Capsicum fruits (including red peppers) have been a part of human diets since about 7,500 BC and are one of the oldest cultivated crops in the Americas.  It should be noted that red pepper is not at all botanically related to black pepper (piper nigrum). Early Spanish explorers found red pepper in the Caribbean while searching for black pepper berries. In innocent confusion (or perhaps to save face), the Spaniards named their discovery "red pepper".  After chili peppers were brought back to Europe, Portuguese traders rapidly introduced red peppers throughout Asia where they were particularly welcomed by Indian cooks who were already accustomed to spicy flavors. Pepper plants thrived in Asia and became so ubiquitous that many wrongfully assumed chili peppers as native to many Asian cuisines.   

In addition to its role in cuisine, the potency of chilies are believed to have supernatural powers. In South India, nimbu mirchi (a combination of chili peppers and lemon) is tied outside the entrance of homes and businesses to ward off Alakshmi, the goddess of misfortune.

Epicurean Facts 


Dried crushed red pepper is orange-red to deep dark red in appearance, often with visible yellow seeds. Ground red pepper (Cayenne pepper) is a fine powder, deep orange-red in color.

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Flavor Characteristics

Astringent, hay, spicy-heat, musty, sweet, tobacco (3)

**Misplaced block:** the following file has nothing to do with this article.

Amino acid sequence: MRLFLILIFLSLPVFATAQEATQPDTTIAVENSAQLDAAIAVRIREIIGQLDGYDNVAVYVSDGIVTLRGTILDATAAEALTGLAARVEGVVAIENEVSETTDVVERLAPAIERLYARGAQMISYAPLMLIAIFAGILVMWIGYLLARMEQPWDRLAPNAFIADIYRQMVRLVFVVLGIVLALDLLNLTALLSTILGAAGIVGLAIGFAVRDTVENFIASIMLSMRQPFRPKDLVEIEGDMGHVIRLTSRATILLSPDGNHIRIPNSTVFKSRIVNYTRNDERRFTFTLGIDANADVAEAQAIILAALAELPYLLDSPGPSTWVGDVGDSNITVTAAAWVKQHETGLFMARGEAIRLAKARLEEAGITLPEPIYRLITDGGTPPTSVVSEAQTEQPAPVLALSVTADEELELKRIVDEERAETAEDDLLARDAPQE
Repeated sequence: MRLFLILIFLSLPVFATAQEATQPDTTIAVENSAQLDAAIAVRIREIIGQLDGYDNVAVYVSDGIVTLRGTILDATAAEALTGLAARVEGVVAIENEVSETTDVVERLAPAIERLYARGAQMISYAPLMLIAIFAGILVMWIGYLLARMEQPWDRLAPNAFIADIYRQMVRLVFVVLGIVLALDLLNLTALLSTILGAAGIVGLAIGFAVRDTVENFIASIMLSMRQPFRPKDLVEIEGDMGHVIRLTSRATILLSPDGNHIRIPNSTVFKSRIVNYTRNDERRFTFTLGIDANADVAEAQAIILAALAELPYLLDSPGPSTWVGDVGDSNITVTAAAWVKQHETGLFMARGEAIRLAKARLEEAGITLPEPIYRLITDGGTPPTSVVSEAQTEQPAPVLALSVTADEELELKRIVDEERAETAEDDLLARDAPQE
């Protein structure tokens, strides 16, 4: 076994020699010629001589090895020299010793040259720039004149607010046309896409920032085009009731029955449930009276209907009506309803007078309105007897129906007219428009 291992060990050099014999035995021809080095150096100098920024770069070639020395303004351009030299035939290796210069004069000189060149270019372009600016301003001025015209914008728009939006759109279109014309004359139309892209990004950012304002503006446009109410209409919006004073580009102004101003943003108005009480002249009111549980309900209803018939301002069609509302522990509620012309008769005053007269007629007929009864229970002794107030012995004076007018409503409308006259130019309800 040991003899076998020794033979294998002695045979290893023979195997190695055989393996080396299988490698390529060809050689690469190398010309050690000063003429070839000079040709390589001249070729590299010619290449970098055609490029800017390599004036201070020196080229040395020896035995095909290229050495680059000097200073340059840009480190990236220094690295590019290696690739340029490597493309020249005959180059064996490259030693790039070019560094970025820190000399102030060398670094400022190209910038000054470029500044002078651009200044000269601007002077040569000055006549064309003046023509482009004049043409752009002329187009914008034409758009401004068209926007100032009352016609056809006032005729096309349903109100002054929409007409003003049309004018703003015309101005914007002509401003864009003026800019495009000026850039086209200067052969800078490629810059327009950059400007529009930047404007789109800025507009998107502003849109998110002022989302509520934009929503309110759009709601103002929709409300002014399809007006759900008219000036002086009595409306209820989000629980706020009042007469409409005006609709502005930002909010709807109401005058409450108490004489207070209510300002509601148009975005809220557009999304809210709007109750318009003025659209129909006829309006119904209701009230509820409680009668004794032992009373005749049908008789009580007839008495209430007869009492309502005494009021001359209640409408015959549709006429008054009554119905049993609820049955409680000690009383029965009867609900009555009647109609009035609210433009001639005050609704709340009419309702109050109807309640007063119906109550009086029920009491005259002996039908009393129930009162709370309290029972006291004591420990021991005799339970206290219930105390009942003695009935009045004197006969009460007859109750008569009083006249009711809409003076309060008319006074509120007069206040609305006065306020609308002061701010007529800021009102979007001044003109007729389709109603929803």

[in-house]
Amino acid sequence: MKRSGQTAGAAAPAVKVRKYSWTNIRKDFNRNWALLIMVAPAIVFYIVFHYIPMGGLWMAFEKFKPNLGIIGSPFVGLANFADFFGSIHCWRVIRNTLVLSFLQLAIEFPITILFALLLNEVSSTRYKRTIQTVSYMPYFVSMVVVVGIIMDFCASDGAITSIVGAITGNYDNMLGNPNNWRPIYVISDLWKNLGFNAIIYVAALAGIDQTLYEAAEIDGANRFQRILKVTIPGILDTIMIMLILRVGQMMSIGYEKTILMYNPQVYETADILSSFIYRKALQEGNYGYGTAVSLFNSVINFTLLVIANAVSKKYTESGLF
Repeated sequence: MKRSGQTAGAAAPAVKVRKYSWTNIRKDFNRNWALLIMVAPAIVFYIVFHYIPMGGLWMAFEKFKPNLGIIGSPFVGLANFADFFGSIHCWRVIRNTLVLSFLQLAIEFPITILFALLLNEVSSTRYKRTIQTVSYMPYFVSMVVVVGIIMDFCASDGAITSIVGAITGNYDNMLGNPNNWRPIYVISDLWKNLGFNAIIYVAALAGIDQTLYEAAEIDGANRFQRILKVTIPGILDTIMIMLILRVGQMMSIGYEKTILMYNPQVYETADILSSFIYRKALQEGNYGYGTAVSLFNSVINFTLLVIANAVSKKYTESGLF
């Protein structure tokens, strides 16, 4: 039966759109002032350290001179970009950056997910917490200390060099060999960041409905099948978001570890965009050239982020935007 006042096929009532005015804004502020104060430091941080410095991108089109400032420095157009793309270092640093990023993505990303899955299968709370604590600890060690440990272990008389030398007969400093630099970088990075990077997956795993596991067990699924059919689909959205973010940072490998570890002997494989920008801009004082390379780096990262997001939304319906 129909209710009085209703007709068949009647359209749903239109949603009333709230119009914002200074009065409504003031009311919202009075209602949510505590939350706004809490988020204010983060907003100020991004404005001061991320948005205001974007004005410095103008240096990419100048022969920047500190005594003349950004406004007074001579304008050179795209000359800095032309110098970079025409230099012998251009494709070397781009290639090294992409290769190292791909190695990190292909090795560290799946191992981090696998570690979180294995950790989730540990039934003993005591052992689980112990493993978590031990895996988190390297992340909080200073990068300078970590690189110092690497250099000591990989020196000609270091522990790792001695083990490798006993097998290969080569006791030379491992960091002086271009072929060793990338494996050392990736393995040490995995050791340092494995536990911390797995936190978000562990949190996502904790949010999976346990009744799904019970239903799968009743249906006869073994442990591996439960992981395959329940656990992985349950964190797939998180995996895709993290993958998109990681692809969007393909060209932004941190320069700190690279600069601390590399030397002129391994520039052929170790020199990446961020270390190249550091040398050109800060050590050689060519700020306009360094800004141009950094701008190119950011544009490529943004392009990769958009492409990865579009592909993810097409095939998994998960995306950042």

Tasting Notes

Red pepper is best known for its spicy heat. The burning sensation from eating pepper fruits is caused by compounds called “capsaicinoids”. The level of heat is measured by “Scoville Heat Units” (SHU): the higher the number, the hotter the pepper. Cayenne peppers are about 8,000 SHU while orange Habanero peppers are 210,000 SHU.  Cayenne pepper powder is typically hotter than red pepper flakes. 

Culinary Uses

Red Pepper adds heat and bite to seasoning blends, meats, pickles, seafood, Italian, Indian, Mexican, and Caribbean cuisines. Red Pepper is used in seasoned salt, chili powder, jerk, Mexican mole negro, and berbere seasoning blends.  Red pepper is often found on kitchen tables in many spice loving households for use as a finishing sprinkle to pizza, pasta and anything where a dash of heat is desired.  

Cooking Tips

When cooking with Cayenne pepper powder, use a dash to 1/8 tsp in most recipes for 4 servings unless very hot food is desired. Crushed red pepper provides a nice dash of color and heat to the brine of pickle recipes. You can spice up store bought pickles by adding red pepper flakes to the jar after opening.  Red chili oil is an important Chinese condiment that goes with many dishes including dumplings and noodles. You can make your own by steeping crushed red pepper flakes in hot oil. A sprinkle of cayenne or red pepper can add a touch of fiery red to liven up bland looking dishes.




  1. “Chile (Capsicum frutescens L. and others)”. Gernot Katzer’s Spice Pages. 2012.  Retrieved 28 February 2021.
  2. Kumar, S., R. Kumar, and J. Singh. "Cayenne/American pepper." Handbook of herbs and spices. Woodhead Publishing, 2006. 299-312.
  3. Lawless, Lydia JR, Annette Hottenstein, and John Ellingsworth. "The McCormick spice wheel: a systematic and visual approach to sensory lexicon development." Journal of sensory studies 27.1 (2012): 37-47.